LNS Research President and Principal Analyst, Matthew Littlefield addresses the 8 most-asked questions from last week's webinar, "Revolutionize Your...
On Thursday, October 25, LNS Research hosted the webcast, “The Road from Metrics to Analytics for Mid-Sized Manufacturers.” The webcast explored data from the 2018 “Analytics That Matter” survey with a focus on finding metrics used by high-performing companies for financial operations, manufacturing operations, and supply chain management. The webcast also focused on how companies can make a move from metrics to advanced industrial analytics, the best practices for building use cases for analytics, and the importance of an Operational Architecture to support industrial analytics.
Q1: What systems are people using to track manufacturing metrics and industrial analytics?
A1: Most metric tracking is started manually – data is captured somewhere on the shop floor, entered into a spreadsheet with graphs and is presented to management. However, over the years, there has been a wide range of products introduced to capture data and power metrics reporting, including data historians, enterprise manufacturing intelligence (EMI) systems, and more – in addition to homegrown solutions that tie into a traditional BI (Business Intelligence) tool for great visual presentation of data. More recently, we’ve been seeing advanced analytics solutions that range from “plug and play” remote monitoring to full-blown data science platforms and toolkits that require a data scientist to configure and run.
Remember, the move to analytics doesn’t require a dedicated analytics platform. Take a look at recent releases of manufacturing ERP, MES, and other factory platforms – they’ll surprise you with their analytics capabilities, and you may already have these capabilities in-house.
Q2: Can you explain what you mean by digital technology? Is it specific to Industrial Internet of Things (IIoT) or Industrial Transformation?
A2: In the world of operations technology (OT) – as opposed to IT – there is still a significant presence of analog technology: Andon systems, for example. We talk about digital technology in the OT world specifically to mean software and related tech.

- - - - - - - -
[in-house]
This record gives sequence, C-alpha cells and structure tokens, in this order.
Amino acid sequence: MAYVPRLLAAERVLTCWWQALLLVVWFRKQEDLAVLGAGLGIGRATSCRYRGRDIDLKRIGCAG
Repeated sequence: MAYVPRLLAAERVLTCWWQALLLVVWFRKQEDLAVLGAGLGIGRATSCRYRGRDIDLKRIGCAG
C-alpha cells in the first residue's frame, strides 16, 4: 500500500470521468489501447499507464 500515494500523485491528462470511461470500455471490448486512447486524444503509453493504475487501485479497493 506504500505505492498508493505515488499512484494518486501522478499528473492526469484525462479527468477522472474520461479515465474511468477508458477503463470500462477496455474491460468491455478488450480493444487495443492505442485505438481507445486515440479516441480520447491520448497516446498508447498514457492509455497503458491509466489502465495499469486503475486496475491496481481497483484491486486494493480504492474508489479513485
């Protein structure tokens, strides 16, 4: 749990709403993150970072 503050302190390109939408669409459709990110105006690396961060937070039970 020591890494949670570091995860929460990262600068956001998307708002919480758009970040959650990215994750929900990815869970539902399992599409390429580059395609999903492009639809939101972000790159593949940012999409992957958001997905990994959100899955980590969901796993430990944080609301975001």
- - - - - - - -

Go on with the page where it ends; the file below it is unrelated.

Q3: What is Pilot Purgatory? Moreover, how do we avoid it?
A3: Pilot Purgatory was coined in the industry a few years ago to describe the situation where a company starts a new technology pilot project that never ends - and never scales. At LNS we’ve seen this multiple time: a plant puts a plan in place to solve a specific problem, or in conjunction with a new line or cell installation without building a use case in advance or making any significant changes to their enterprise data model. Not surprisingly, when analytics run on such models, the pilots usually don’t provide meaningful results and meet a dead-end.
There are three steps to avoid purgatory with new pilots:
- Figure out what you’re trying to do. Build a use case and make sure you define what a successful outcome looks like
- Work with whoever is leading your Industrial Transformation initiative/IIoT/Industry 4.0 or factory of the future program, making sure the pilot you’re planning fits into your company’s plan for its future
- Define your data model and work within your agreed-upon Operational Architecture
Q4: Which people or departments are driving these initiatives? (quality, operations, manufacturing, other)
A4: At LNS, we’ve been closely watching the emergence of a hybrid IT-OT role – someone from the manufacturing operations world who is specifically charged with looking at how new and emerging technologies can improve operations, quality, and even product design. At larger companies, there’s usually a cross-functional team to support these goals, and they’re called something like Factory of the Future, or IIoT Roadmap, or Industry 4.0 Planning – or even merely the Advanced Manufacturing Team. These are the teams that we see leading the charge on advanced industrial analytics.
Q5: How do metrics and analytics relate to IIoT and Industrial Transformation?
A5: Metrics are usually part of a Continuous Improvement (CI) initiative, which is a part of an Operational Excellence team. These terms have been around for a while and are not explicitly related to IIoT or Industrial Transformation. However, these internal programs can form the building blocks for successful Industrial Transformation programs. Industrial analytics, on the other hand, requires the use of advanced technologies such as data lakes, M2M communications, smart machines, Edge devices, and other Big Data and industrial technologies. As such, analytics are usually considered an integral component of the Industrial IoT and should be a significant component of Industrial Transformation.